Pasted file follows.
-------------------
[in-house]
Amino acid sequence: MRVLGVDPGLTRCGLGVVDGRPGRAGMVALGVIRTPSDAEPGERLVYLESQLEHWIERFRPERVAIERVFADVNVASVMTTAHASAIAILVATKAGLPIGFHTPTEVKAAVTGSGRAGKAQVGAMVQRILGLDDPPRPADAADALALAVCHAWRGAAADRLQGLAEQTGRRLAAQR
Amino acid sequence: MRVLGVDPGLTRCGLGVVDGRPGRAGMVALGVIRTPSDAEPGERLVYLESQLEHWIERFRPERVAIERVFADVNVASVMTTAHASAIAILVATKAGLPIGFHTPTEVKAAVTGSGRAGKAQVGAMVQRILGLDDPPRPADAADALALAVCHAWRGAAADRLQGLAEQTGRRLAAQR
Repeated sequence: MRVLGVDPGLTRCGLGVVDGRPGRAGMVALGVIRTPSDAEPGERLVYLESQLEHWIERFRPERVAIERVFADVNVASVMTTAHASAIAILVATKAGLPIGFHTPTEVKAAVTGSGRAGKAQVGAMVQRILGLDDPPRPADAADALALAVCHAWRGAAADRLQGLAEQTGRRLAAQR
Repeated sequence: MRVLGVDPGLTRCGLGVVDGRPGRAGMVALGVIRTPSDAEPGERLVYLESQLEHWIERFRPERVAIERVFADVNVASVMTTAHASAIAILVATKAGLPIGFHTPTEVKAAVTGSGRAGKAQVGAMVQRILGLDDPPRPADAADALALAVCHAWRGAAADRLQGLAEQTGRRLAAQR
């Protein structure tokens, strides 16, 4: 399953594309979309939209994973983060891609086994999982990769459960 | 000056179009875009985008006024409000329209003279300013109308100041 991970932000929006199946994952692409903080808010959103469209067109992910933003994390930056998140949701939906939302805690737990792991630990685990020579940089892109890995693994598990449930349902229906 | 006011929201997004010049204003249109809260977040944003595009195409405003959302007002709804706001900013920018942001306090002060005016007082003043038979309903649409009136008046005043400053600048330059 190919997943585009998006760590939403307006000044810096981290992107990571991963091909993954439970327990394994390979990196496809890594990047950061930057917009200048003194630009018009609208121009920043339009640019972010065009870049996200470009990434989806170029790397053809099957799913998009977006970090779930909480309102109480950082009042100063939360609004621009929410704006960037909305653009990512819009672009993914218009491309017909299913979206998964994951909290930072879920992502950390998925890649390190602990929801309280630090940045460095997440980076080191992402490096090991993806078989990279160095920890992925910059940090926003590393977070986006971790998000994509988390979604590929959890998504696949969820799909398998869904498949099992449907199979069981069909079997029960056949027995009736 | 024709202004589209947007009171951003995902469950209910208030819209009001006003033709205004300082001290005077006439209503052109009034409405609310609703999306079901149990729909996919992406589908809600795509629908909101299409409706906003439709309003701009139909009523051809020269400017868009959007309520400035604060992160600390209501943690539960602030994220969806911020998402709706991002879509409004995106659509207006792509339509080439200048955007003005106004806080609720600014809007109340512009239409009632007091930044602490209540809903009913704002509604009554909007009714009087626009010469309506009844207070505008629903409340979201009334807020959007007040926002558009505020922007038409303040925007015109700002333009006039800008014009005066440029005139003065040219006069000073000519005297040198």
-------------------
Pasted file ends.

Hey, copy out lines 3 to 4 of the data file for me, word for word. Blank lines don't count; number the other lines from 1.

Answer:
Amino acid sequence: MRVLGVDPGLTRCGLGVVDGRPGRAGMVALGVIRTPSDAEPGERLVYLESQLEHWIERFRPERVAIERVFADVNVASVMTTAHASAIAILVATKAGLPIGFHTPTEVKAAVTGSGRAGKAQVGAMVQRILGLDDPPRPADAADALALAVCHAWRGAAADRLQGLAEQTGRRLAAQR
Repeated sequence: MRVLGVDPGLTRCGLGVVDGRPGRAGMVALGVIRTPSDAEPGERLVYLESQLEHWIERFRPERVAIERVFADVNVASVMTTAHASAIAILVATKAGLPIGFHTPTEVKAAVTGSGRAGKAQVGAMVQRILGLDDPPRPADAADALALAVCHAWRGAAADRLQGLAEQTGRRLAAQR